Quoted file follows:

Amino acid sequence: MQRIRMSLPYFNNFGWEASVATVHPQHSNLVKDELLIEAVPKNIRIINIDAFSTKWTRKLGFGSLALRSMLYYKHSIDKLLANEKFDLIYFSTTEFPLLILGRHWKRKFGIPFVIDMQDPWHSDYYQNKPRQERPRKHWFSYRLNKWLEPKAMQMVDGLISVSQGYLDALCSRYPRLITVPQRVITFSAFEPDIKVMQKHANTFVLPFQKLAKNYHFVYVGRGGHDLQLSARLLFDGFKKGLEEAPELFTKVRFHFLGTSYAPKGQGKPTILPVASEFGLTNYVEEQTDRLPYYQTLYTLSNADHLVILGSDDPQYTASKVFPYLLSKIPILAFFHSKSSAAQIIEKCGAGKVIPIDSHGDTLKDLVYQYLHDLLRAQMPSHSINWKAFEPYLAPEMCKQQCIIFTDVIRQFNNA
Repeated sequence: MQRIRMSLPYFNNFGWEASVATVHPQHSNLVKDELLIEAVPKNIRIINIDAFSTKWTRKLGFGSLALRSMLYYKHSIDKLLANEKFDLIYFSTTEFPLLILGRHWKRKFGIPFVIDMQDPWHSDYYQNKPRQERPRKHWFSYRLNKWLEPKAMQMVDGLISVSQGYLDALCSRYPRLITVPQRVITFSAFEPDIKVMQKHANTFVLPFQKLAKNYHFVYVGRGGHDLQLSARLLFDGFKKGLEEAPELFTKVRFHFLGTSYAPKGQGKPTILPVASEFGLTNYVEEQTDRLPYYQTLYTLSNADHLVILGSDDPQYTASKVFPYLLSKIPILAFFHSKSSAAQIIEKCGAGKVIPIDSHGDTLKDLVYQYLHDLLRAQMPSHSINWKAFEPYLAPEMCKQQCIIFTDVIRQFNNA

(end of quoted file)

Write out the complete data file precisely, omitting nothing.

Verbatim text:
Amino acid sequence: MQRIRMSLPYFNNFGWEASVATVHPQHSNLVKDELLIEAVPKNIRIINIDAFSTKWTRKLGFGSLALRSMLYYKHSIDKLLANEKFDLIYFSTTEFPLLILGRHWKRKFGIPFVIDMQDPWHSDYYQNKPRQERPRKHWFSYRLNKWLEPKAMQMVDGLISVSQGYLDALCSRYPRLITVPQRVITFSAFEPDIKVMQKHANTFVLPFQKLAKNYHFVYVGRGGHDLQLSARLLFDGFKKGLEEAPELFTKVRFHFLGTSYAPKGQGKPTILPVASEFGLTNYVEEQTDRLPYYQTLYTLSNADHLVILGSDDPQYTASKVFPYLLSKIPILAFFHSKSSAAQIIEKCGAGKVIPIDSHGDTLKDLVYQYLHDLLRAQMPSHSINWKAFEPYLAPEMCKQQCIIFTDVIRQFNNA
Repeated sequence: MQRIRMSLPYFNNFGWEASVATVHPQHSNLVKDELLIEAVPKNIRIINIDAFSTKWTRKLGFGSLALRSMLYYKHSIDKLLANEKFDLIYFSTTEFPLLILGRHWKRKFGIPFVIDMQDPWHSDYYQNKPRQERPRKHWFSYRLNKWLEPKAMQMVDGLISVSQGYLDALCSRYPRLITVPQRVITFSAFEPDIKVMQKHANTFVLPFQKLAKNYHFVYVGRGGHDLQLSARLLFDGFKKGLEEAPELFTKVRFHFLGTSYAPKGQGKPTILPVASEFGLTNYVEEQTDRLPYYQTLYTLSNADHLVILGSDDPQYTASKVFPYLLSKIPILAFFHSKSSAAQIIEKCGAGKVIPIDSHGDTLKDLVYQYLHDLLRAQMPSHSINWKAFEPYLAPEMCKQQCIIFTDVIRQFNNA